Wednesday, September 2, 2015

Last call: Greekfest 2015

It was our last day in Santorini, and Greece in general. We were determined to make the most of it. So, naturally we prepared a jam packed itinerary including beach, winery, Oia sunset, and a traditional Greek taverna dinner experience to complete Greekfest 2015.

It was hot. Not just summer hot, but scorching “I-put-my-hotpocket-in-the-microwave-too-long-and-didn’t-wait-to-eat-it” hot. 

I wondered how the teenie boppers were faring slumbering in their tents in this heat. As we walked out to club camp that last morning I had my answer. I saw no less than seven boppers sleeping outside of their tents, strewn about, in various ways. One was sleeping in a hammock, another half in/half out of their tent, and my personal favorite, the kid snoozing on a pool float adjacent to his pop up abode. He actually looked quite comfortable.

Our mission of the day was of oversized proportions and our sweating expectations were projected to match. But first we had to figure out the riddle of getting to the beach I wanted to visit. This elusive beach went by the name of Vlyxada, and I couldn’t pronounce it either. 

We inquired with our favorite camp counselor. According to him, there were only two buses that went there and we had missed the first one. The next one wasn’t for four more hours and we were on a tight schedule. Greekfest 2015 didn’t leave much room for waiting around.  It simply wouldn’t work.

Camp counselor announced an alternative involving a different bus and what he deemed as a “10-15” minute walk. But, as KJ and I knew, any estimate we’d been given thus far should easily be doubled, if not tripled. I’m not sure how fast the Greeks think we walk, or if we use jetpacks on the regular, but it always took thrice as long as they said. It was some sort of evil game; we believed them every time. And, consulting the map confirmed my suspicions.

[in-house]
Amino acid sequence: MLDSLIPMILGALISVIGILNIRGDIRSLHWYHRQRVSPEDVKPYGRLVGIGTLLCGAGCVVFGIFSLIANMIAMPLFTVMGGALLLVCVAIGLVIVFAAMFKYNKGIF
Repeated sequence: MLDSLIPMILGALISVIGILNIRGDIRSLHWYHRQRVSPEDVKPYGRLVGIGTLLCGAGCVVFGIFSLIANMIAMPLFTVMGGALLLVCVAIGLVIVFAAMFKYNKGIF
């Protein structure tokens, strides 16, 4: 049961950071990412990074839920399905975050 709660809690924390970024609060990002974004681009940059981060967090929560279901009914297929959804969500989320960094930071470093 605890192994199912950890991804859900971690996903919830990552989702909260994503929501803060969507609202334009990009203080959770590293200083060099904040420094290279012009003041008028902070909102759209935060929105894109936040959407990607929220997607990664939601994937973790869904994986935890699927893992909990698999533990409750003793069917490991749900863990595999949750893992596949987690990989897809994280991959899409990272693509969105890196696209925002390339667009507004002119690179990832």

“How much would a taxi cost?” I asked stupidly.

“But why? Why you take taxi when THERE IS A SOLUTION? I give you solution. No taxi.” Camp counselor verbally slapped.

Lazy Americans.

Well, that was that. So, we were going to employ "the solution."

Once again we scaled the three hills of hell and approached the busy bus station. After a quick game of Einey meenie miney mo we hopped inside a bus to snag some seats (small victory!).

“I’ll go make sure this is the right bus.”

I clutched my map that camp counselor had gifted me as reference.

“Is this the bus we can take to Vlyxada Beach?” I asked while second hand smoking a cigarette.

The driver looked perplexed.

“We get off here, and then we walk?” I pointed to the map, asking hopefully.

“Walk or swim!” He cracked up at his own joke. Insert 30 seconds of maniacal laughter.

“HAHAHHAHHa” I laughed nervously with a forced smile. Good one.

“But really, can we walk?”

“Or swim!”

More cackling.

“But seriously.”

“Maybe, 1 hour.”

Good talk.

I boarded the sweaty bus to deliver the bad news to KJ.

“We can walk but it will be SLIGHTLY longer than the 15 minutes…and also I think I just inhaled an entire cigarette.”

And that’s how we ended up at a completely different beach. Our morning at Perivolos wasn’t my original venture, but it was nice enough.




Greek Island beach? Check.

Next up for Greekfest 2015 was a Santorini Winery. We chose Sigalas winery because of it’s proximity to Oia, where we still wanted to explore, and catch the sunset.  We rolled up to the winery parched. Both good and bad. 






The waitress suggested what I dubbed as the “all in” tasting where KJ and I signed up to share a tasting of every single last wine they offered. Done. They brought out an impressive display, each heftly poured wine glass placed on a map of sorts, with a specific order of how to consume. Massive wine consumption with instructions. No complaints here.



“How are you supposed to do this again?” KJ asked.